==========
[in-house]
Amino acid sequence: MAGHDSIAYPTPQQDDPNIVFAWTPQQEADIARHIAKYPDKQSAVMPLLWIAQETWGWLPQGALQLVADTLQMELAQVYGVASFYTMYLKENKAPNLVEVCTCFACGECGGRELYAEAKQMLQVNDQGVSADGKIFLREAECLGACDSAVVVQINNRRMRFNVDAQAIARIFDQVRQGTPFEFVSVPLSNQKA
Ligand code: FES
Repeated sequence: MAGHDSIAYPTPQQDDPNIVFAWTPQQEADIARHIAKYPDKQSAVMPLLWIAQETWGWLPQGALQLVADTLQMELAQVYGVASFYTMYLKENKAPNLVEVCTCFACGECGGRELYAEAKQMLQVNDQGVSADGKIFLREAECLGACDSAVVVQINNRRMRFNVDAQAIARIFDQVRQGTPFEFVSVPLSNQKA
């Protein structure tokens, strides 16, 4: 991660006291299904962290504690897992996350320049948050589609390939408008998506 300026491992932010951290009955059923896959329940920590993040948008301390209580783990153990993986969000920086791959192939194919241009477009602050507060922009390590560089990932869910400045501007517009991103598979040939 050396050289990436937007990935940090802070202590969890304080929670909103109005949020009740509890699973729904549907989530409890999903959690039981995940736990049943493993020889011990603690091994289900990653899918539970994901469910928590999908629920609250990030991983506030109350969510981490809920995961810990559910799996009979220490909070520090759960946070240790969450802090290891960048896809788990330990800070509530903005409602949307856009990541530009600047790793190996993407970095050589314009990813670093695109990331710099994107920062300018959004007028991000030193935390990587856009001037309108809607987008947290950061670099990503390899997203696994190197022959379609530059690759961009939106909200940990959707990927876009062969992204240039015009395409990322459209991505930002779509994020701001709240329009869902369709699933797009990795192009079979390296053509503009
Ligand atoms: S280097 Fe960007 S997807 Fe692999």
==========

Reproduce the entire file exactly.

[in-house]
Amino acid sequence: MAGHDSIAYPTPQQDDPNIVFAWTPQQEADIARHIAKYPDKQSAVMPLLWIAQETWGWLPQGALQLVADTLQMELAQVYGVASFYTMYLKENKAPNLVEVCTCFACGECGGRELYAEAKQMLQVNDQGVSADGKIFLREAECLGACDSAVVVQINNRRMRFNVDAQAIARIFDQVRQGTPFEFVSVPLSNQKA
Ligand code: FES
Repeated sequence: MAGHDSIAYPTPQQDDPNIVFAWTPQQEADIARHIAKYPDKQSAVMPLLWIAQETWGWLPQGALQLVADTLQMELAQVYGVASFYTMYLKENKAPNLVEVCTCFACGECGGRELYAEAKQMLQVNDQGVSADGKIFLREAECLGACDSAVVVQINNRRMRFNVDAQAIARIFDQVRQGTPFEFVSVPLSNQKA
């Protein structure tokens, strides 16, 4: 991660006291299904962290504690897992996350320049948050589609390939408008998506 300026491992932010951290009955059923896959329940920590993040948008301390209580783990153990993986969000920086791959192939194919241009477009602050507060922009390590560089990932869910400045501007517009991103598979040939 050396050289990436937007990935940090802070202590969890304080929670909103109005949020009740509890699973729904549907989530409890999903959690039981995940736990049943493993020889011990603690091994289900990653899918539970994901469910928590999908629920609250990030991983506030109350969510981490809920995961810990559910799996009979220490909070520090759960946070240790969450802090290891960048896809788990330990800070509530903005409602949307856009990541530009600047790793190996993407970095050589314009990813670093695109990331710099994107920062300018959004007028991000030193935390990587856009001037309108809607987008947290950061670099990503390899997203696994190197022959379609530059690759961009939106909200940990959707990927876009062969992204240039015009395409990322459209991505930002779509994020701001709240329009869902369709699933797009990795192009079979390296053509503009
Ligand atoms: S280097 Fe960007 S997807 Fe692999």